Chapter

Bruce of Annandale

G.W.S. Barrow

in Robert Bruce

Published by Edinburgh University Press

Published in print June 2005 | ISBN: 9780748620227
Published online September 2012 | e-ISBN: 9780748672189 | DOI: http://dx.doi.org/10.3366/edinburgh/9780748620227.003.0002
Bruce of Annandale

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This chapter opens by tracing the family history of the Bruces. In the twelfth century King David I of Scotland granted land in Annandale, controlling one of the main routes into southwestern Scotland, to Robert Bruce, a Norman landowner in Yorkshire; his younger son inherited this and established the line of Bruces in Scotland. The fifth Bruce to hold Annandale (Robert Bruce the Competitor, grandfather of the eventual king) was a descendant through his mother of David I, which gave him a claim to the Scottish throne after the death of the infant Queen Margaret in 1290. By that date, the Guardians had already negotiated with Edward I to arrange marriage between Margaret and the future Edward II; on her death, they invited Edward to decide which of the possible claimants to the Scottish throne should be king, the two strongest claimants being John Balliol and Robert Bruce.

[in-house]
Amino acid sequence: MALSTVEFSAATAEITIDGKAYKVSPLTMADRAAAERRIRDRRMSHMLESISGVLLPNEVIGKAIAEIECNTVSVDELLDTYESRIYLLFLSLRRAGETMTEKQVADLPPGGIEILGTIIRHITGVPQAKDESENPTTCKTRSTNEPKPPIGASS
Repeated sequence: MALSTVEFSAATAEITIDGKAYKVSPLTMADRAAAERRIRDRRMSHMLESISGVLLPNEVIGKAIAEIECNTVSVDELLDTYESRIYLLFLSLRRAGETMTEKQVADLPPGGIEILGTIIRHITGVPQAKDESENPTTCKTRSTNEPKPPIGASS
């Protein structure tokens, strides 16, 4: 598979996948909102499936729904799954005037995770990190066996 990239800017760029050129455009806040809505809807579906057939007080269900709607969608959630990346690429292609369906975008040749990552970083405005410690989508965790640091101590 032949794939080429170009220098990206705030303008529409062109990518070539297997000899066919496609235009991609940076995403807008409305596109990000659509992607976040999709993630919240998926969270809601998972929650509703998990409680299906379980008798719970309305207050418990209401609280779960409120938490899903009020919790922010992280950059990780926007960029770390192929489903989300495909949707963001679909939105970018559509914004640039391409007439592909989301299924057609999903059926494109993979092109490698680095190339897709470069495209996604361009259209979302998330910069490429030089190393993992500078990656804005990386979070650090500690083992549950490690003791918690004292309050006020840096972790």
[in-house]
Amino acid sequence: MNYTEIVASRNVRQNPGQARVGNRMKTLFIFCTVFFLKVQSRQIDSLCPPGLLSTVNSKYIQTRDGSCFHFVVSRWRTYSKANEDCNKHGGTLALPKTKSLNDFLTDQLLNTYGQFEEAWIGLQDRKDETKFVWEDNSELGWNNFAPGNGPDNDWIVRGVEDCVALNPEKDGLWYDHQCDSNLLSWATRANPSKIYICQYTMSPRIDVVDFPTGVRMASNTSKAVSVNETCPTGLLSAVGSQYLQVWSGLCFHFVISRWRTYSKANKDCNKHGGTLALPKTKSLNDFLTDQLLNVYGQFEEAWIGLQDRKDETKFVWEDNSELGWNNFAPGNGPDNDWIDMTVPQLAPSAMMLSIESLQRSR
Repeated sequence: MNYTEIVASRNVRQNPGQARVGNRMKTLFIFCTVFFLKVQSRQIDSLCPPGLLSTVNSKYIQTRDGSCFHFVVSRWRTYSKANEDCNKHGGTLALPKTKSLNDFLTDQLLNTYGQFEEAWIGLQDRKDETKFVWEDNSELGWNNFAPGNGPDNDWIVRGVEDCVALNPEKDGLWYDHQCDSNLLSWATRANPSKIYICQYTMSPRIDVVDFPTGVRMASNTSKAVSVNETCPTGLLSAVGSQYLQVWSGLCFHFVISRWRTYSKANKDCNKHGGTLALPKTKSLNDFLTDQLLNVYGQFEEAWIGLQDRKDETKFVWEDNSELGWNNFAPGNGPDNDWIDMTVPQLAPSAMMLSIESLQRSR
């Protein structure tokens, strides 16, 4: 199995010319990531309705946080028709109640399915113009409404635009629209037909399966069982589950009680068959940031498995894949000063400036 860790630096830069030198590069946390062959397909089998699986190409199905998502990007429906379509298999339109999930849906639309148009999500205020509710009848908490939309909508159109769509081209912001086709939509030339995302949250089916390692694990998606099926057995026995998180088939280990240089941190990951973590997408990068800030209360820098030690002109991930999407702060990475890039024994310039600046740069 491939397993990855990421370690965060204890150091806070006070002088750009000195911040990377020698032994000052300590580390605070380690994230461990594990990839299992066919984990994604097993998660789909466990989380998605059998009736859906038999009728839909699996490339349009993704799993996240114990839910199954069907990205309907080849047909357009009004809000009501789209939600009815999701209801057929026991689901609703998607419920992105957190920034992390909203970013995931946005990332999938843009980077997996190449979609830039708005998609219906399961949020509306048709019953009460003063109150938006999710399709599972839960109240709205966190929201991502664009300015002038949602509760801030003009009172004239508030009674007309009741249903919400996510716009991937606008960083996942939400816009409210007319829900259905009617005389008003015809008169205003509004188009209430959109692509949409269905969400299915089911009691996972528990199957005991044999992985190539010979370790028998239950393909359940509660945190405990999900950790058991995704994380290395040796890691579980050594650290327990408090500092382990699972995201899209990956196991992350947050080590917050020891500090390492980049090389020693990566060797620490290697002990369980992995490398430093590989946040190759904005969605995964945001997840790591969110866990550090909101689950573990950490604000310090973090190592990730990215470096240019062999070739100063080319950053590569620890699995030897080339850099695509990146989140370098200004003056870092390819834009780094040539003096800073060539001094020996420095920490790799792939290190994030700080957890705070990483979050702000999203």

Keywords: Bruce family; Annandale; Robert Bruce the Competitor; Queen Margaret (the Maid of Norway); Edward I; John Balliol

Chapter.  10311 words. 

Subjects: Medieval and Renaissance History (500 to 1500)

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